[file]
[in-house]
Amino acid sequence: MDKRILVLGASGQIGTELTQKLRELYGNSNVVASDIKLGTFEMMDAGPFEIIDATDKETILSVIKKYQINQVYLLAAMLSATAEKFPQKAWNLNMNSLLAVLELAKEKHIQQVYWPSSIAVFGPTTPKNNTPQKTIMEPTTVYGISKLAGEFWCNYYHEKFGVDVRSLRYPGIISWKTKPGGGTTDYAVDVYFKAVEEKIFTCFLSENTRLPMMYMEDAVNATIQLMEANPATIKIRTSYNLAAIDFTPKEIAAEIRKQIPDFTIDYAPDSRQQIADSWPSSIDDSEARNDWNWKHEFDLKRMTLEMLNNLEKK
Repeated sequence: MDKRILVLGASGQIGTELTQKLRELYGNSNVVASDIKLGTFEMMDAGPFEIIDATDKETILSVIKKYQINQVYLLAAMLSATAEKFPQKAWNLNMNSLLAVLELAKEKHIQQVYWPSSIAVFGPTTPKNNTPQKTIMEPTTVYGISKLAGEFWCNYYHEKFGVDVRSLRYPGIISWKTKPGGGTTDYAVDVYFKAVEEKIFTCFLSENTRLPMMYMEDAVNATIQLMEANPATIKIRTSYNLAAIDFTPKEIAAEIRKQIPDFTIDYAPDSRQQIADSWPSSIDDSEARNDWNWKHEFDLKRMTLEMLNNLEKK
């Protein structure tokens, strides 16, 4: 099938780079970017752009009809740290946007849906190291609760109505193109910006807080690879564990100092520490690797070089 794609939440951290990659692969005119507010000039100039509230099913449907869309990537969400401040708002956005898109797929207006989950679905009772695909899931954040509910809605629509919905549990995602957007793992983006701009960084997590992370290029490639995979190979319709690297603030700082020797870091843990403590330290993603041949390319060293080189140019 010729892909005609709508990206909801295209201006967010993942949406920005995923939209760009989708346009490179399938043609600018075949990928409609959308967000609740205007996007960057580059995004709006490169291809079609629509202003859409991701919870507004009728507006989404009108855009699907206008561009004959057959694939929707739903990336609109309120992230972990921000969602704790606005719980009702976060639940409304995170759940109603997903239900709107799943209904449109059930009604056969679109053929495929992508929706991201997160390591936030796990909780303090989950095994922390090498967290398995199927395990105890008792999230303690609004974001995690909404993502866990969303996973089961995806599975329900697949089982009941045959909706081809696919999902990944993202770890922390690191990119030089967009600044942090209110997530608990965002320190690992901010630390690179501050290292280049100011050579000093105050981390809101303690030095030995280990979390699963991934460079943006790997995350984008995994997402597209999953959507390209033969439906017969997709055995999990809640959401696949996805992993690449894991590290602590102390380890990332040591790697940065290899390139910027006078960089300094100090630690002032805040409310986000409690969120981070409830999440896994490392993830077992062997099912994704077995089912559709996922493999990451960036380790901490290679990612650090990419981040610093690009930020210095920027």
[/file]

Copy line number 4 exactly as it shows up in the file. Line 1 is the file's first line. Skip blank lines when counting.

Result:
């Protein structure tokens, strides 16, 4: 099938780079970017752009009809740290946007849906190291609760109505193109910006807080690879564990100092520490690797070089 794609939440951290990659692969005119507010000039100039509230099913449907869309990537969400401040708002956005898109797929207006989950679905009772695909899931954040509910809605629509919905549990995602957007793992983006701009960084997590992370290029490639995979190979319709690297603030700082020797870091843990403590330290993603041949390319060293080189140019 010729892909005609709508990206909801295209201006967010993942949406920005995923939209760009989708346009490179399938043609600018075949990928409609959308967000609740205007996007960057580059995004709006490169291809079609629509202003859409991701919870507004009728507006989404009108855009699907206008561009004959057959694939929707739903990336609109309120992230972990921000969602704790606005719980009702976060639940409304995170759940109603997903239900709107799943209904449109059930009604056969679109053929495929992508929706991201997160390591936030796990909780303090989950095994922390090498967290398995199927395990105890008792999230303690609004974001995690909404993502866990969303996973089961995806599975329900697949089982009941045959909706081809696919999902990944993202770890922390690191990119030089967009600044942090209110997530608990965002320190690992901010630390690179501050290292280049100011050579000093105050981390809101303690030095030995280990979390699963991934460079943006790997995350984008995994997402597209999953959507390209033969439906017969997709055995999990809640959401696949996805992993690449894991590290602590102390380890990332040591790697940065290899390139910027006078960089300094100090630690002032805040409310986000409690969120981070409830999440896994490392993830077992062997099912994704077995089912559709996922493999990451960036380790901490290679990612650090990419981040610093690009930020210095920027």